That said, as mentioned Streep is quite good here, taking on the comedic aspects of the flick with gusto and also proving to be perfectly believable up on a stage playing a guitar.  Her real-life daughter Mamie Gummer holds her own up against the Legend That Is Streep, but beyond the character of Ricki no one else in the film really has much to go with in terms of character development.  Everything in the flick is very "surface" and while the film is a comedy and doesn't need deep pathos, it definitely needs a little more bite and a little more story for everyone in which to sink their teeth.  As it stands now, Ricki and the Flash is decent -- and better than I could have expected -- but it left me wanting more because it has sparks of great potential that end up just amounting to ho-humness.

The RyMickey Rating:  C+

Sunday, April 03, 2016

Theater Review - To Kill a Mockingbird

To Kill a Mockingbird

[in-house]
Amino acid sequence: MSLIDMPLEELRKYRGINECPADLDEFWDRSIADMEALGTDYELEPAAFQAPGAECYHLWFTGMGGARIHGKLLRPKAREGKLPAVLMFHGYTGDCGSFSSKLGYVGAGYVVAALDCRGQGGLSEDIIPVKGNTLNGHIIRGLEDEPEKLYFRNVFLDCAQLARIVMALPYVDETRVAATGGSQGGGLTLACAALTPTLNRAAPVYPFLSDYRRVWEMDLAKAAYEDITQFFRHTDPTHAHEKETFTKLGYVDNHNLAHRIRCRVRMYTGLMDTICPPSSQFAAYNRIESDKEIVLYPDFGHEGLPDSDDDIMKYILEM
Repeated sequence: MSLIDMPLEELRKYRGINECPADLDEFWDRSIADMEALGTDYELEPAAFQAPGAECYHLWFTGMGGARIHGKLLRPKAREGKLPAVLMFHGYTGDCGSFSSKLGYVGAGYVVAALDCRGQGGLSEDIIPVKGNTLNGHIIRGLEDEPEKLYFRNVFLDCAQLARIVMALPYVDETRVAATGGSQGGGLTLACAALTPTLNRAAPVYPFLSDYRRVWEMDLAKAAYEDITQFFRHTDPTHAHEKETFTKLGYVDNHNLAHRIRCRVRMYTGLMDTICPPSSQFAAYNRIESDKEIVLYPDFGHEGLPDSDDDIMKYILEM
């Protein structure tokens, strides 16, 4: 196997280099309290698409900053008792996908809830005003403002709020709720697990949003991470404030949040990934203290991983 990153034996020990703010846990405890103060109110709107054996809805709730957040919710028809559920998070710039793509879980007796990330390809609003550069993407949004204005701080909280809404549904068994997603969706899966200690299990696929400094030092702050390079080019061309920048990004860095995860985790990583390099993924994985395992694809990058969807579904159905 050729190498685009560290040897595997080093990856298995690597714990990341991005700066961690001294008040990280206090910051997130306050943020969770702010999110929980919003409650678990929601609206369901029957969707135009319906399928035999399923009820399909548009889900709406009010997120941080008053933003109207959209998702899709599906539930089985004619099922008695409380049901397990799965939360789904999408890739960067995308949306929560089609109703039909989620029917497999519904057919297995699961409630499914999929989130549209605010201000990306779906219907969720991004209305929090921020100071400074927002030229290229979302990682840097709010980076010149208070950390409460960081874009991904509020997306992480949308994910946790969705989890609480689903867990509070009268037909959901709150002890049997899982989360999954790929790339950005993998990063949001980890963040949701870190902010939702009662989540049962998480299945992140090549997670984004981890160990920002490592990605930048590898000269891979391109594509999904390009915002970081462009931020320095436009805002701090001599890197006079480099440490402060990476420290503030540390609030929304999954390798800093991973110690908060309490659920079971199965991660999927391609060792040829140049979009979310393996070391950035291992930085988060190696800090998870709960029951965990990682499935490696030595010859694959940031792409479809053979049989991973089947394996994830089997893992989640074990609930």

Adapted for the stage by Christopher Sergel
Based on the novel by Harper Lee
Directed by Sanford Robbins
Where: Thompson Theater at the Roselle Center for the Arts
(University of Delaware, Newark, DE)
When:  Sunday, March 20, 2pm

The University of Delaware's Resident Ensemble Players' production of To Kill a Mockingbird ended its nearly sold out run a few weeks ago so this review cannot convince you to either attend or skip the show.  With that in mind, however, director Sanford Robbins' staging of Christopher Sergel's adaptation of Harper Lee's iconic book was a lovely two-and-a-half hour piece of theater filled with some stellar performances and a refreshingly large ensemble that breathed new life into the REP's core group of resident performers.

Photos by Paul Cerro / The REP